Thymol Performs Well in Many Tests
In a study published in 2010 in Fungal Biology, the team zeroed in on these three Aspergillus species. The study showed that thymol, when used with two systemic antifungal drugs—fluconazole or ketoconazole—“inhibited growth of these fungi at much lower than normal doses of the drugs,” says Kim.
The study also showed that some combinations don’t work. For example, thymol improved the effectiveness of the drug amphotericin B against A. flavus and A. fumigatus, but it undermined the drug’s effectiveness against two of three strains of A. terreus tested, according to Kim.
In an investigation reported last year in Applied Microbiology, thymol was one of a half-dozen promising natural compounds that were teamed with drugs and tested against Candida and Cryptococcus species.
Other natural compounds selected for this battery of tests included cinnamic acid from cinnamon tree bark; salicylic acid, like that found in willow; and 2,5-DBA (dihydroxybenzaldehyde), found in chard.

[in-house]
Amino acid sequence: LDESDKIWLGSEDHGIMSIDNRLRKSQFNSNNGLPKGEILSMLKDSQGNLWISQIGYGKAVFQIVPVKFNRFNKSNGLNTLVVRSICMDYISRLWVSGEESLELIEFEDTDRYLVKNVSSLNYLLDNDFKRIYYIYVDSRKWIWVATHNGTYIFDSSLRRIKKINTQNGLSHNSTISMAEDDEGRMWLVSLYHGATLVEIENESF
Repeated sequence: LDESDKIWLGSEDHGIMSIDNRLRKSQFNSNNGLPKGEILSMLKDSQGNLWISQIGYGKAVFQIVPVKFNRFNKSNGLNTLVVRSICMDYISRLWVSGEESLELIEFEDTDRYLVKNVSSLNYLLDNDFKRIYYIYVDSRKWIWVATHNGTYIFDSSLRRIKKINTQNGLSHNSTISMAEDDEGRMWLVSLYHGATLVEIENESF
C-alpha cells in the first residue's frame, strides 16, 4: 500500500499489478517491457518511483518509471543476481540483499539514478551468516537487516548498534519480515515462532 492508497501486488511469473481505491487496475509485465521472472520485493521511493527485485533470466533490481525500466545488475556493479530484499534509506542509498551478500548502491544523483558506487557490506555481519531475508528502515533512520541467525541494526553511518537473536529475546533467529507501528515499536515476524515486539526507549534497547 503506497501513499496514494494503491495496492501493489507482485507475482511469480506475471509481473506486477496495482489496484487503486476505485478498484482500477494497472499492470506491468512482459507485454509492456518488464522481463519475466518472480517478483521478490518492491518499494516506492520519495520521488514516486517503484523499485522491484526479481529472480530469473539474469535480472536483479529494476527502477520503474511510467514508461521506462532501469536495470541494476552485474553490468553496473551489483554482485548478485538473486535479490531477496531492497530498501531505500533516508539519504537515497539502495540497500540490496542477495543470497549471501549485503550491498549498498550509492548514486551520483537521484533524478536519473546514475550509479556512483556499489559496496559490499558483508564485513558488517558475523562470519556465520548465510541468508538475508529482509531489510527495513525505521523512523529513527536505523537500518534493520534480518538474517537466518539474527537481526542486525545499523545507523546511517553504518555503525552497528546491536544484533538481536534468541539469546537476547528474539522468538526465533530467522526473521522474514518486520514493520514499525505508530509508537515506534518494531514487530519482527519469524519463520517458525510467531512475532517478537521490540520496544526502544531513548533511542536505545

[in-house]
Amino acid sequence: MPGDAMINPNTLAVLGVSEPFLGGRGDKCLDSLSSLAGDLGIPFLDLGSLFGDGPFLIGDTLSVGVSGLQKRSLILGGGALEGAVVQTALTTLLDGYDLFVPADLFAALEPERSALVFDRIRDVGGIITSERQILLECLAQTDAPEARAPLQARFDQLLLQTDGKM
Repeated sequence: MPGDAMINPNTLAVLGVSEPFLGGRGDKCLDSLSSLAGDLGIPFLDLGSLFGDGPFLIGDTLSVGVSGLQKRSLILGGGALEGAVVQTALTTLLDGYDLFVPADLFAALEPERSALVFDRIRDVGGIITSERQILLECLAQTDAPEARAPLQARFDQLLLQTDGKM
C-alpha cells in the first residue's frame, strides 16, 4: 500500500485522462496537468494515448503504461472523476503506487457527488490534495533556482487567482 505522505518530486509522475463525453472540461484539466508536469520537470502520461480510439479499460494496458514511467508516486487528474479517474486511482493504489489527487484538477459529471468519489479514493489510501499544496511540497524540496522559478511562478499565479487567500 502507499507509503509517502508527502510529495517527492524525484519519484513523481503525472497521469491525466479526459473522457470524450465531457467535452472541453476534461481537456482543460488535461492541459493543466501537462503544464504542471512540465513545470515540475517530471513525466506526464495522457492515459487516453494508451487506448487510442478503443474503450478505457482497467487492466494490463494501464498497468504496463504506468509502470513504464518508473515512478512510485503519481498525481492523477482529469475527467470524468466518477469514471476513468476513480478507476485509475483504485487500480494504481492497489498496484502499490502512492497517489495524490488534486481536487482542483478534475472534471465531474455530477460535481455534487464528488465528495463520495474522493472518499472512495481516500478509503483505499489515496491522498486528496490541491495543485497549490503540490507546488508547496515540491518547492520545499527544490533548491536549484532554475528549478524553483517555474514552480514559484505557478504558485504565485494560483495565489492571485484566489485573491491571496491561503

Each natural agent was paired with each of three different antifungal medications—amphotericin B, fluconazole, and itraconazole.
Importantly, none of the natural compounds interfered with the effectiveness of any of the drugs. Also notable: 2,5-DBA “worked synergistically with almost all of the drugs used against the Candida and Cryptococcus species,” Kim says.
Thymol added to the impact of all three drugs in the Candida tests and one of the three in the Cryptococcus experiments.
What Fungal Genes Do Natural Compounds Target?
Additional studies by this team are providing new evidence to support earlier findings at Albany and elsewhere, which suggest that the natural agents sabotage the target fungi’s ability to recover from oxygen-related problems referred to as “oxidative stress.”
“Antifungal drugs can trigger oxidative stress,” Kim explains. “Fungi may respond by quickly activating a complex defense system, which can include producing protective enzymes that act as antioxidants.”